1. Wow. I'm not sure this is accurate, but even if it is, is this an amazing testimonial to the virtues of "Madisonian" government, or what?

    Let's review. Currently in play, we've got:

    > Two contradictory constitutional provisions, one requiring authority from Congress for any borrowing and the other forbidding Congress from refusing to grant that authority when needed.

    > Two -- or arguably three -- contradictory sets of laws, one authorizing spending (appropriations), one refusing to raise enough to cover this (the tax code), and one setting a ceiling on borrowing that's too low to cover the difference.

    > A president of Party A.

    > One house of Congress in the "control" of Party A.

    > A minority in that house of Party B, which however holds a veto.

    > A second house of Congress under the control of a radical wing of Party B.

    > A minority in that house of Party A, at least some of whose votes will probably be needed here, giving it, too, an effective veto.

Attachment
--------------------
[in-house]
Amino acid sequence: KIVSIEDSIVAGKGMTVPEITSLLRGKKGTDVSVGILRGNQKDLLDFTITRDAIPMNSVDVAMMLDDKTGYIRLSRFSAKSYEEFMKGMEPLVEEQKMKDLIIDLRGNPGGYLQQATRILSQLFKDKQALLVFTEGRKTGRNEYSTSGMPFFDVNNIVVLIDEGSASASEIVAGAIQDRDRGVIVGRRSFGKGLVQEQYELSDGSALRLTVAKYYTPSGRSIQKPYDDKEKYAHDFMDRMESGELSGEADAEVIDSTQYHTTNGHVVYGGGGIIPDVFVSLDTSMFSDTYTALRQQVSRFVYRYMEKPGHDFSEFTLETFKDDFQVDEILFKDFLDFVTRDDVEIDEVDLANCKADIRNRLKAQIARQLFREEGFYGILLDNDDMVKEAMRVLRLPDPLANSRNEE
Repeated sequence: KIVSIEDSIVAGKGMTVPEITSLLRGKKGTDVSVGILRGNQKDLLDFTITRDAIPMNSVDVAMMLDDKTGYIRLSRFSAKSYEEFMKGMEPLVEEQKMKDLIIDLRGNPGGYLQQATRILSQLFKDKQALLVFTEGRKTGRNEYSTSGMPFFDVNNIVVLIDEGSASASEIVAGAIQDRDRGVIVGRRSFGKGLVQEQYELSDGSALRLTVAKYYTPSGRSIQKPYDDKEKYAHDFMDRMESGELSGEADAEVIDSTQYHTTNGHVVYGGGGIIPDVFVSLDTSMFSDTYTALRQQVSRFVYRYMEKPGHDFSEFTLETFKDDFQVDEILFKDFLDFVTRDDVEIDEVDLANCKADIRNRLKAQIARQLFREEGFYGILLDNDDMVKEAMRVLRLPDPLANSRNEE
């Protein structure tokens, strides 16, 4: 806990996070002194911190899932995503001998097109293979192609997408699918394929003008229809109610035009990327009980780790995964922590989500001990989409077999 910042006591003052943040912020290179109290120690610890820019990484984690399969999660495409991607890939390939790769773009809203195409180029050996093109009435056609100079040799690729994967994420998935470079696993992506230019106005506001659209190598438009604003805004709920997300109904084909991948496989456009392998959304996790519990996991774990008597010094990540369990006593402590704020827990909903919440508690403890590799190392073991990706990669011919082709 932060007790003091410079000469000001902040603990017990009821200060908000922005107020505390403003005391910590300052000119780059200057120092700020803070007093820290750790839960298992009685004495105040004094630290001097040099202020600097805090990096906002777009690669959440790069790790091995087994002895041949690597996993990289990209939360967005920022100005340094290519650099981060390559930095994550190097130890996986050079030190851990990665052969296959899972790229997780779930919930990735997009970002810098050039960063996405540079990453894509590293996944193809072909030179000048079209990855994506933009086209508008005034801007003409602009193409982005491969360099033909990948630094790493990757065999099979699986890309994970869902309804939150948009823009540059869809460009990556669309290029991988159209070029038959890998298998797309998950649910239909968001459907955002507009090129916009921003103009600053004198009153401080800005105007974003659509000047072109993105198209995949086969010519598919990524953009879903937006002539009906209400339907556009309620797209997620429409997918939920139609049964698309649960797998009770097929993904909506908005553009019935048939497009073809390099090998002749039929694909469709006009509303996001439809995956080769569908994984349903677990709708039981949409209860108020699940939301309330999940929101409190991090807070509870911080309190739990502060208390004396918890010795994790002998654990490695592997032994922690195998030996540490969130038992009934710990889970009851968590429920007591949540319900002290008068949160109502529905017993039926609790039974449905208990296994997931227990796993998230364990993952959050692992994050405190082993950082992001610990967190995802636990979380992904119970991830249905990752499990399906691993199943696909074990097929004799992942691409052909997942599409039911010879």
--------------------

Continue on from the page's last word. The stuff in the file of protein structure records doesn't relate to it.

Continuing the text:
Result? Party B's leader in one house floating weirdly complex proposals in public, not to communicate with the public or even with Party A, but to get a message across to other members of Party B.

    A system like this is just too weird and complex. I think what we're seeing in the current negotiations (or failure thereof) is a premonition of the day when it finally cracks to pieces. Unless, of course, this IS that day.

  2. At this rate, I really do expect a few days of "shutdown" (or whatever we'd call the not-paying of bills for a few days).

    The GOP really and truly is insane.

  3. In June 2009, noted libertarian Rand Paul was videotaped making the (very reasonable, for a libertarian) suggestion that Medicare should include a $2,000 deductible. One year later, he was running for Senate, and in spite of still (apparently) being a libertarian, he walked back that deductible idea with tremendous urgency.